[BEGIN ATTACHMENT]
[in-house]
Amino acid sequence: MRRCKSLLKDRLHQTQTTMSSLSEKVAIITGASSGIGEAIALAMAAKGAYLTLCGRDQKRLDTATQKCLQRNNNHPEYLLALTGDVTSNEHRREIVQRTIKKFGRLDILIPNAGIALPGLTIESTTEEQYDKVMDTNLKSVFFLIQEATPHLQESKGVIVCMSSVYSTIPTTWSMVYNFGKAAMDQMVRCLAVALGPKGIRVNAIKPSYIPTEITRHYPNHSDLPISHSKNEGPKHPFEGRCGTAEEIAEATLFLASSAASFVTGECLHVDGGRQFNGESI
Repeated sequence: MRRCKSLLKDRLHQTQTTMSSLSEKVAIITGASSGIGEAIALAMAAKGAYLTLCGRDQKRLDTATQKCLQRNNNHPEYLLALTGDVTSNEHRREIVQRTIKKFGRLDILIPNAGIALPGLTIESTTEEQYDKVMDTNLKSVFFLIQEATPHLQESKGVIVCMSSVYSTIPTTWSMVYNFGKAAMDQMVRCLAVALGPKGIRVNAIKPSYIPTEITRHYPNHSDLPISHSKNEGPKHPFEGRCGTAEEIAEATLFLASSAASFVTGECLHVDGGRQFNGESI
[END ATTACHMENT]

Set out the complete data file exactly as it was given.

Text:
[in-house]
Amino acid sequence: MRRCKSLLKDRLHQTQTTMSSLSEKVAIITGASSGIGEAIALAMAAKGAYLTLCGRDQKRLDTATQKCLQRNNNHPEYLLALTGDVTSNEHRREIVQRTIKKFGRLDILIPNAGIALPGLTIESTTEEQYDKVMDTNLKSVFFLIQEATPHLQESKGVIVCMSSVYSTIPTTWSMVYNFGKAAMDQMVRCLAVALGPKGIRVNAIKPSYIPTEITRHYPNHSDLPISHSKNEGPKHPFEGRCGTAEEIAEATLFLASSAASFVTGECLHVDGGRQFNGESI
Repeated sequence: MRRCKSLLKDRLHQTQTTMSSLSEKVAIITGASSGIGEAIALAMAAKGAYLTLCGRDQKRLDTATQKCLQRNNNHPEYLLALTGDVTSNEHRREIVQRTIKKFGRLDILIPNAGIALPGLTIESTTEEQYDKVMDTNLKSVFFLIQEATPHLQESKGVIVCMSSVYSTIPTTWSMVYNFGKAAMDQMVRCLAVALGPKGIRVNAIKPSYIPTEITRHYPNHSDLPISHSKNEGPKHPFEGRCGTAEEIAEATLFLASSAASFVTGECLHVDGGRQFNGESI